“The core problem, we concluded, is not simply the failure to punish rule violations in a concrete way. It is the broader deterioration of norms that once stigmatized antisemitism,” the report said. “The best way for Stanford to respond to antisemitism and anti-Israeli bias is for it to recommit to core university principles that should be promoted and defended equally for all groups, irrespective of race, religion, nationality or other forms of identity.”

The antisemitism-focused committee pledged to work closely with a similar committee examining Islamophobia and anti-Arab discrimination on campus. The leaders of both groups met as they prepared reports, which were released on the same day. “Our concern and recommendations to counter bias on campus were written with concern for the broader Stanford community and not simply Jewish students, faculty and staff,” the antisemitism committee wrote. 

The university also released a report on Thursday from the committee formed to support the school’s Muslim, Arab and Palestinian communities. Muslim and Jewish students shared concern on some issues, including a fear shared by religiously identifiable students, like Muslim women who wear a hijab or Jewish men who wear a kippah.

Still, the reports diverged — for instance, in the “Rupture and Repair” report, a statement from the Muslim, Arab and Palestinian committee took issue with “calls for ‘civil discourse,’” alleging that the term “reflect[s] a suspicion of student activism, a distrust of speech outside the boundaries of institutional orthodoxy and opposition to [DEI].” The report called for broader protection of free speech and condemned disciplinary action taken against some anti-Israel protesters who interrupted a family weekend event, the university’s handling of which drew praise in the antisemitism report.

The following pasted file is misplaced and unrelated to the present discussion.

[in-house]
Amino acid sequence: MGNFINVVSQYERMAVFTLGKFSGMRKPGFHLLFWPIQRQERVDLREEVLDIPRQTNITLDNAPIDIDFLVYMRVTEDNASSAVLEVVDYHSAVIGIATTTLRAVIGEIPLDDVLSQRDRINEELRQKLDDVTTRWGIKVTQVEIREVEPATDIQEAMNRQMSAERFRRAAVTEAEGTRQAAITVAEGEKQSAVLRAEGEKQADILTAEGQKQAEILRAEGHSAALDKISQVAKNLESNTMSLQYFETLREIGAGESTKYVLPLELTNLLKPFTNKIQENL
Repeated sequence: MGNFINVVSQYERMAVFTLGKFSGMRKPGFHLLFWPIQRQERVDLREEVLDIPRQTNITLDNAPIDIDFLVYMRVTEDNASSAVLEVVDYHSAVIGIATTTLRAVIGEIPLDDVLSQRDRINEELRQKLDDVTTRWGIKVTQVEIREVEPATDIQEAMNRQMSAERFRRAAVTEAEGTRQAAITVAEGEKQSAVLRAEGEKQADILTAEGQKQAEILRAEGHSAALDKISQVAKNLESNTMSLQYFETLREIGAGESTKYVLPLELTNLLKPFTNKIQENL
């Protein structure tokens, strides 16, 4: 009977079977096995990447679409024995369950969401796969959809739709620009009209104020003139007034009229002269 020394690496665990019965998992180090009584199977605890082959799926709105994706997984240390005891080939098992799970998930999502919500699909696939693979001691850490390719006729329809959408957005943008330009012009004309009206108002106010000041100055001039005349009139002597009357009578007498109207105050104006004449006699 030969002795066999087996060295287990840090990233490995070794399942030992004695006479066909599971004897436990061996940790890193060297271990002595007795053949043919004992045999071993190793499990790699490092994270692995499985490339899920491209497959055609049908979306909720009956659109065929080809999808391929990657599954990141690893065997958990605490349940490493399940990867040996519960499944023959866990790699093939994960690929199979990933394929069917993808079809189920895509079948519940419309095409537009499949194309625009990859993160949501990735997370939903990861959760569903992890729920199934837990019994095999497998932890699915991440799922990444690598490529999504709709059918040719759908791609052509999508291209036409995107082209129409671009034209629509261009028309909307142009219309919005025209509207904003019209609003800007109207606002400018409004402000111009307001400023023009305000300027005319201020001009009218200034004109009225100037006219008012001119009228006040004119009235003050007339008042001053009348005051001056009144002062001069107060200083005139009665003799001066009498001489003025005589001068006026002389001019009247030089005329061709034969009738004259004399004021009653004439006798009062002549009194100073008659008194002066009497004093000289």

The Muslim, Arab and Palestinian committee’s report also took a stance in support of anti-Zionist Jewish students who felt at times more aligned with the Muslim community than the Jewish community in recent months, the report’s authors found.

“​​We support these community members’ conceptual separation between antisemitism and anti-Zionism,” the report said. “We also think that the identification of ‘good Jews’ is an antisemitic trope, and we believe our recommendations on speech, safety and academic programming will serve Jewish members of the Stanford community as much as they serve anyone else.”

Saller said in a statement that the reports indicate “additional areas for attention” beyond what work the university is already doing to address hate. 

“The reports will contribute to the essential ongoing work of building a campus community in which everyone can truly thrive, and in which acts of bias and discrimination have no place,” Saller said.